Please use this identifier to cite or link to this item:
|Title:||The N- or C-terminal cytoplasmic regions of P4-ATPases determine their cellular localization||Authors:||Okamoto, Sayuri
|Keywords:||Science::Medicine||Issue Date:||2020||Source:||Okamoto, S., Naito, T., Shigetomi, R., Kosugi, Y., Nakayama, K., Takatsu, H., & Shin, H.-W. (2020). The N- or C-terminal cytoplasmic regions of P4-ATPases determine their cellular localization. Molecular Biology of the Cell, 31(19), 2115-2124. doi:10.1091/mbc.E20-04-0225||Journal:||Molecular Biology of the Cell||Abstract:||Mammalian P4-ATPases specifically localize to the plasma membrane and the membranes of intracellular compartments. P4-ATPases contain 10 transmembrane domains, and their N- and C-terminal (NT and CT) regions face the cytoplasm. Among the ATP10 and ATP11 proteins of P4-ATPases, ATP10A, ATP10D, ATP11A, and ATP11C localize to the plasma membrane, while ATP10B and ATP11B localize to late endosomes and early/recycling endosomes, respectively. We previously showed that the NT region of ATP9B is critical for its localization to the Golgi apparatus, while the CT regions of ATP11C isoforms are critical for Ca2+-dependent endocytosis or polarized localization at the plasma membrane. Here, we conducted a comprehensive analysis of chimeric proteins and found that the NT region of ATP10 proteins and the CT region of ATP11 proteins are responsible for their specific subcellular localization. Importantly, the ATP10B NT and the ATP11B CT regions were found to harbor a trafficking and/or targeting signal that allows these P4-ATPases to localize to late endosomes and early/recycling endosomes, respectively. Moreover, dileucine residues in the NT region of ATP10B were required for its trafficking to endosomal compartments. These results suggest that the NT and CT sequences of P4-ATPases play a key role in their intracellular trafficking.||URI:||https://hdl.handle.net/10356/146642||ISSN:||1939-4586||DOI:||10.1091/mbc.E20-04-0225||Rights:||© 2020 Okamoto et al. This article is distributed by The American Society for Cell Biology under license from the author(s). Two months after publication it is available to the public under an Attribution–Noncommercial–Share Alike 3.0 Unported Creative Commons License (http://creativecommons.org/licenses/by-nc-sa/3.0).||Fulltext Permission:||open||Fulltext Availability:||With Fulltext|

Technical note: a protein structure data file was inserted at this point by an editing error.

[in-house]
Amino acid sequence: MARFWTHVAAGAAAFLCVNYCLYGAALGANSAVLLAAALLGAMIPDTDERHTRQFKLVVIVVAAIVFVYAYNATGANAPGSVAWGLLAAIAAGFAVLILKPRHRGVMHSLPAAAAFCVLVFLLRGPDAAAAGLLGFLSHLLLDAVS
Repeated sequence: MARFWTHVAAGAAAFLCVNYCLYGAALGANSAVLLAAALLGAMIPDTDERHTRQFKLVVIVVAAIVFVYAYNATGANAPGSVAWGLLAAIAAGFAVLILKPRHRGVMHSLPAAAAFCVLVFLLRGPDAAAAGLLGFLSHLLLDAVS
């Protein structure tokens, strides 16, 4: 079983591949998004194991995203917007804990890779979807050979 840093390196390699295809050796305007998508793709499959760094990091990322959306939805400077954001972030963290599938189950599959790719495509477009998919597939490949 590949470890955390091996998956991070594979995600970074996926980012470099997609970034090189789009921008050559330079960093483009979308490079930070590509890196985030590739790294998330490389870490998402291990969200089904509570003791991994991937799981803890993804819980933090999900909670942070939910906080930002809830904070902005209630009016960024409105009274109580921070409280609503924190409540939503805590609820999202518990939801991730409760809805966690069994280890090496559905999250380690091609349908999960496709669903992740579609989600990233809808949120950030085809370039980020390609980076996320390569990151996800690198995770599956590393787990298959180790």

|Appears in Collections:||LKCMedicine Journal Articles|
Updated on May 17, 2022
Updated on May 17, 2022
Items in DR-NTU are protected by copyright, with all rights reserved, unless otherwise indicated.